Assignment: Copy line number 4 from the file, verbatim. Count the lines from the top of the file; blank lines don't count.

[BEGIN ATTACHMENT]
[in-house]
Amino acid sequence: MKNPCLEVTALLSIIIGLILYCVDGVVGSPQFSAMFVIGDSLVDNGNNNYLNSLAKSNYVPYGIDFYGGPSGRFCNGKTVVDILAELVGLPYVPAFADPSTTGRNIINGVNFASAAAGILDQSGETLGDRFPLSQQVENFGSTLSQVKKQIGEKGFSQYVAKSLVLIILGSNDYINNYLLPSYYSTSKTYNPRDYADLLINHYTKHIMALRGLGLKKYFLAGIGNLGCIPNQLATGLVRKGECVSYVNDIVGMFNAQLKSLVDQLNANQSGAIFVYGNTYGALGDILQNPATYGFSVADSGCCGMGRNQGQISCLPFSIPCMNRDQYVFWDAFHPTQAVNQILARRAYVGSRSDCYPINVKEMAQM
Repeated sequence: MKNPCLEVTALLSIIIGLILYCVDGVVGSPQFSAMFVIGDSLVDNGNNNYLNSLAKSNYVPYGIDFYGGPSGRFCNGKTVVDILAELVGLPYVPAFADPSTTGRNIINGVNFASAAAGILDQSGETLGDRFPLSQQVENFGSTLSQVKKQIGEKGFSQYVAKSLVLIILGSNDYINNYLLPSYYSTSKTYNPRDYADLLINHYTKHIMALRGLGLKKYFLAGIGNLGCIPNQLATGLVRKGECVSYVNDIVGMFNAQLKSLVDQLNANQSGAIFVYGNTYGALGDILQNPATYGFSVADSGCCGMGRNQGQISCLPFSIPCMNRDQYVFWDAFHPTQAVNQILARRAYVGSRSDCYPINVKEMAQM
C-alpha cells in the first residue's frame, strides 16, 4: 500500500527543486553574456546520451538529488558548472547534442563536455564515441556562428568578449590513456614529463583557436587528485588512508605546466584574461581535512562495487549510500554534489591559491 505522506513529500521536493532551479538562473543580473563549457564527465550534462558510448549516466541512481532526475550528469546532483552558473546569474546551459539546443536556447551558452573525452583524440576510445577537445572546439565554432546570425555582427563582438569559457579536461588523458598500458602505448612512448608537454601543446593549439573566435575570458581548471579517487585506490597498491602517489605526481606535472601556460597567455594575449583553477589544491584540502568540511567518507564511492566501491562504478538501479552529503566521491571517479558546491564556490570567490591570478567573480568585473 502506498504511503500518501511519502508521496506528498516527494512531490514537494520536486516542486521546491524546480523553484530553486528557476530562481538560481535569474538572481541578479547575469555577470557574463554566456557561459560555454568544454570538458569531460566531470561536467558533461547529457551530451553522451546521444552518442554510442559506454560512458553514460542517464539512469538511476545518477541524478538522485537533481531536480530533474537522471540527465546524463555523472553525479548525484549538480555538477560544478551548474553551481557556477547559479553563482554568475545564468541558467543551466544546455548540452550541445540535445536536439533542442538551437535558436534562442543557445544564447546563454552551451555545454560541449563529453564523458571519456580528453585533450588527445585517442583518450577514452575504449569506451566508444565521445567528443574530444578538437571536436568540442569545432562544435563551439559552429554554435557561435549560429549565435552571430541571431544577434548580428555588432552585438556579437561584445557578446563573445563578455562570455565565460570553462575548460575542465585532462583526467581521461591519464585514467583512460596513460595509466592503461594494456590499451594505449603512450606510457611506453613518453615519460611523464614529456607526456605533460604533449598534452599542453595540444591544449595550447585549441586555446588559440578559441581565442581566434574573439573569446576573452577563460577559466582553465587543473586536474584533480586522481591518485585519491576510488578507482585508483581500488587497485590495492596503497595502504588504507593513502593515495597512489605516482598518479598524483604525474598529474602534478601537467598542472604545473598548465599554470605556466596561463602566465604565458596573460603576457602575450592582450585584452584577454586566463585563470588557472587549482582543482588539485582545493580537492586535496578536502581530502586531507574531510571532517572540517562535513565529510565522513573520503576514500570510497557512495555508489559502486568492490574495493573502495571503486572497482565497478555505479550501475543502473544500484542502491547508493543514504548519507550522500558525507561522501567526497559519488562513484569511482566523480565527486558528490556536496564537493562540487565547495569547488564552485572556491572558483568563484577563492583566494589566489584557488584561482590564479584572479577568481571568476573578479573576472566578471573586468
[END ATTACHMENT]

C-alpha cells in the first residue's frame, strides 16, 4: 500500500527543486553574456546520451538529488558548472547534442563536455564515441556562428568578449590513456614529463583557436587528485588512508605546466584574461581535512562495487549510500554534489591559491 505522506513529500521536493532551479538562473543580473563549457564527465550534462558510448549516466541512481532526475550528469546532483552558473546569474546551459539546443536556447551558452573525452583524440576510445577537445572546439565554432546570425555582427563582438569559457579536461588523458598500458602505448612512448608537454601543446593549439573566435575570458581548471579517487585506490597498491602517489605526481606535472601556460597567455594575449583553477589544491584540502568540511567518507564511492566501491562504478538501479552529503566521491571517479558546491564556490570567490591570478567573480568585473 502506498504511503500518501511519502508521496506528498516527494512531490514537494520536486516542486521546491524546480523553484530553486528557476530562481538560481535569474538572481541578479547575469555577470557574463554566456557561459560555454568544454570538458569531460566531470561536467558533461547529457551530451553522451546521444552518442554510442559506454560512458553514460542517464539512469538511476545518477541524478538522485537533481531536480530533474537522471540527465546524463555523472553525479548525484549538480555538477560544478551548474553551481557556477547559479553563482554568475545564468541558467543551466544546455548540452550541445540535445536536439533542442538551437535558436534562442543557445544564447546563454552551451555545454560541449563529453564523458571519456580528453585533450588527445585517442583518450577514452575504449569506451566508444565521445567528443574530444578538437571536436568540442569545432562544435563551439559552429554554435557561435549560429549565435552571430541571431544577434548580428555588432552585438556579437561584445557578446563573445563578455562570455565565460570553462575548460575542465585532462583526467581521461591519464585514467583512460596513460595509466592503461594494456590499451594505449603512450606510457611506453613518453615519460611523464614529456607526456605533460604533449598534452599542453595540444591544449595550447585549441586555446588559440578559441581565442581566434574573439573569446576573452577563460577559466582553465587543473586536474584533480586522481591518485585519491576510488578507482585508483581500488587497485590495492596503497595502504588504507593513502593515495597512489605516482598518479598524483604525474598529474602534478601537467598542472604545473598548465599554470605556466596561463602566465604565458596573460603576457602575450592582450585584452584577454586566463585563470588557472587549482582543482588539485582545493580537492586535496578536502581530502586531507574531510571532517572540517562535513565529510565522513573520503576514500570510497557512495555508489559502486568492490574495493573502495571503486572497482565497478555505479550501475543502473544500484542502491547508493543514504548519507550522500558525507561522501567526497559519488562513484569511482566523480565527486558528490556536496564537493562540487565547495569547488564552485572556491572558483568563484577563492583566494589566489584557488584561482590564479584572479577568481571568476573578479573576472566578471573586468